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SK-Hynix Enters 2.5” Solid-State Drive Market

In the SSD market, there is a small 'elite group' of companies that produce almost every part of their drives, from the controller chips to the flash memory itself. Then there are the smaller firms who buy components from other companies to produce their drives. Samsung, Micron/Crucial and Intel belong to the former group, but it seems another industry giant is interested in joining that special circle. SK-Hynix, a large Korean manufacturer known for its RAM modules, is entering the fray with a pair of drives decked out in high-class packaging alongside fiery performance and shiny-new flash memory technology – developed in-house, of course.

 

 

The drives, which lack any sort of unique product name for a change, contain 256GB of 128GB-worth of ONFI synchronous NAND flash memory manufactured on a 26nm process. Hynix is currently the only company to offer 26nm flash – the rest are currently using 28nm, although that's sure to change very soon. The pearly-white Hynix SSDs are capable of almost fully saturating their SATA III 6Gbps interfaces with read speeds of up to 510MB/s and write speeds of up to 470MB/s – obviously four or five times faster than your average hard drive, and competitive with most of today's other solid-state drives. Hynix also boasts random I/O rates of 55,000 and 85,000 IOPS for reads and writes, respectively, alongside the prerequisite TRIM support, 7mm physical drive height, and internal 128-bit AES encryption for data security.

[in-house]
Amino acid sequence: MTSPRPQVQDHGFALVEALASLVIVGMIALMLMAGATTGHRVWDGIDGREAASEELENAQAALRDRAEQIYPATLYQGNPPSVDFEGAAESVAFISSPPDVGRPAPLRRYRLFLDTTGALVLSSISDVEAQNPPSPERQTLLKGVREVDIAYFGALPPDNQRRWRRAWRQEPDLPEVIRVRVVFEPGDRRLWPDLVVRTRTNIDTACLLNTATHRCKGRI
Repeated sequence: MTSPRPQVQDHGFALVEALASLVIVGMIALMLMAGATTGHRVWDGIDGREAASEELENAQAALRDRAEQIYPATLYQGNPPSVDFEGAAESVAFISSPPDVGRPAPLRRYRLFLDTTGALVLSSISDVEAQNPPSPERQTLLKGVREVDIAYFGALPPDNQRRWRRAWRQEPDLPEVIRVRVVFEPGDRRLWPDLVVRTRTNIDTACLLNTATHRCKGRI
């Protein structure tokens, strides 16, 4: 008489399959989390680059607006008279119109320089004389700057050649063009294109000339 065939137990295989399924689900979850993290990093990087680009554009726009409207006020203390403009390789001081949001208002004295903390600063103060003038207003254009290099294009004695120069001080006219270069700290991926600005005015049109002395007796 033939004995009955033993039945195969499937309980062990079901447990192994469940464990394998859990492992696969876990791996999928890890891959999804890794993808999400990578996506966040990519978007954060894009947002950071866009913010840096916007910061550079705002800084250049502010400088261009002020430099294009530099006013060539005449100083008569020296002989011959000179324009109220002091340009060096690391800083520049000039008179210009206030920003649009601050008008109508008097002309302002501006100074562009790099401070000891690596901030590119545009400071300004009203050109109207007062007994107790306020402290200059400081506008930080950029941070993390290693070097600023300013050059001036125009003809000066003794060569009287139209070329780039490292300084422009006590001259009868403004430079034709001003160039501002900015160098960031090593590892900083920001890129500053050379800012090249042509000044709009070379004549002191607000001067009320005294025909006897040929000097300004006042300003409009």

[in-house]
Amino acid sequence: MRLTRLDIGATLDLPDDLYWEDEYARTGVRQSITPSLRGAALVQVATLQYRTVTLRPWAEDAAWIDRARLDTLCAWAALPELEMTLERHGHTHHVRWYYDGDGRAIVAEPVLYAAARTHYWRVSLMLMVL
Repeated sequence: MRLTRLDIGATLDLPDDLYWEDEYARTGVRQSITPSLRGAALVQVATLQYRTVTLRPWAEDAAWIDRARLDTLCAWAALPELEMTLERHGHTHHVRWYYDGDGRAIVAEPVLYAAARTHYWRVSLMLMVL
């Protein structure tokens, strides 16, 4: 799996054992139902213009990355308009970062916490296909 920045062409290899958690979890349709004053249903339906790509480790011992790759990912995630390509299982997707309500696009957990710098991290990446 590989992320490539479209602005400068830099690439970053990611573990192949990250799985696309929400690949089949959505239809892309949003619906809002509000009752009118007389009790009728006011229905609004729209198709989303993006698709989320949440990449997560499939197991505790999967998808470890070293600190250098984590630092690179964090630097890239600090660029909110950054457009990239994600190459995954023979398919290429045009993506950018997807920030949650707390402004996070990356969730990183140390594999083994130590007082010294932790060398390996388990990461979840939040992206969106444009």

Despite the fact that Hynix took over Link-A-Media Devices, a memory controller manufacturer, not too long ago, under the hood of the company's new drives are LSI SandForce SF-2281 controllers. This is sure to change in the future, though, as Hynix will soon have its own controllers to do battle against Samsung and the others' designs.

In the meantime, you'll have to wait a little bit longer for pricing information. The new Hynix SSDs are currently on sale in Japan, with the company actively looking into toting them over to the US of A and its home country of South Korea. (Via The Tech Report)

Rey M.L.
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